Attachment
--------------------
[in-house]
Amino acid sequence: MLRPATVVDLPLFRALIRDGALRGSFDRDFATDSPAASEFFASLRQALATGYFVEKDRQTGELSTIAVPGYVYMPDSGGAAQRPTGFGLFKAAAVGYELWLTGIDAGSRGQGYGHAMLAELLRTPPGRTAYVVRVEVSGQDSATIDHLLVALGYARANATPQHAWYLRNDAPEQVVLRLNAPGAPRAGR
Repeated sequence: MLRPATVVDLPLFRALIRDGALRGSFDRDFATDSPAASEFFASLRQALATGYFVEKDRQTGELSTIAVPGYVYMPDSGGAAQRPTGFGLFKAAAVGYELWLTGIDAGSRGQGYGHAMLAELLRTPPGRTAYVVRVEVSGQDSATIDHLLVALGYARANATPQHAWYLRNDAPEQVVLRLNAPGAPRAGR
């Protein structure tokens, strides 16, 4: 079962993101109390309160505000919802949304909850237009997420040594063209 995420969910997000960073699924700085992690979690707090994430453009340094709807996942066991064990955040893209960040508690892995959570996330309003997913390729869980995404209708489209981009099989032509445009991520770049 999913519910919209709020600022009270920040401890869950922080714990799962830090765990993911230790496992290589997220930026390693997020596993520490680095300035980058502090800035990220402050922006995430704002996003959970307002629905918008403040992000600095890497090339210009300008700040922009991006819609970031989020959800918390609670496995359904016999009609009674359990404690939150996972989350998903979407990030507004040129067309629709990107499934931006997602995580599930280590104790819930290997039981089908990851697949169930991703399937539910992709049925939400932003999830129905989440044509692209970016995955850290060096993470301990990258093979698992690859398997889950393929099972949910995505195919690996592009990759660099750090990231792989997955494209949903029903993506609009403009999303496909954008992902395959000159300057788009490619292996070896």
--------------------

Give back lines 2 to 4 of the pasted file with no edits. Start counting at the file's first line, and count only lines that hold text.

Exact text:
Amino acid sequence: MLRPATVVDLPLFRALIRDGALRGSFDRDFATDSPAASEFFASLRQALATGYFVEKDRQTGELSTIAVPGYVYMPDSGGAAQRPTGFGLFKAAAVGYELWLTGIDAGSRGQGYGHAMLAELLRTPPGRTAYVVRVEVSGQDSATIDHLLVALGYARANATPQHAWYLRNDAPEQVVLRLNAPGAPRAGR
Repeated sequence: MLRPATVVDLPLFRALIRDGALRGSFDRDFATDSPAASEFFASLRQALATGYFVEKDRQTGELSTIAVPGYVYMPDSGGAAQRPTGFGLFKAAAVGYELWLTGIDAGSRGQGYGHAMLAELLRTPPGRTAYVVRVEVSGQDSATIDHLLVALGYARANATPQHAWYLRNDAPEQVVLRLNAPGAPRAGR
């Protein structure tokens, strides 16, 4: 079962993101109390309160505000919802949304909850237009997420040594063209 995420969910997000960073699924700085992690979690707090994430453009340094709807996942066991064990955040893209960040508690892995959570996330309003997913390729869980995404209708489209981009099989032509445009991520770049 999913519910919209709020600022009270920040401890869950922080714990799962830090765990993911230790496992290589997220930026390693997020596993520490680095300035980058502090800035990220402050922006995430704002996003959970307002629905918008403040992000600095890497090339210009300008700040922009991006819609970031989020959800918390609670496995359904016999009609009674359990404690939150996972989350998903979407990030507004040129067309629709990107499934931006997602995580599930280590104790819930290997039981089908990851697949169930991703399937539910992709049925939400932003999830129905989440044509692209970016995955850290060096993470301990990258093979698992690859398997889950393929099972949910995505195919690996592009990759660099750090990231792989997955494209949903029903993506609009403009999303496909954008992902395959000159300057788009490619292996070896």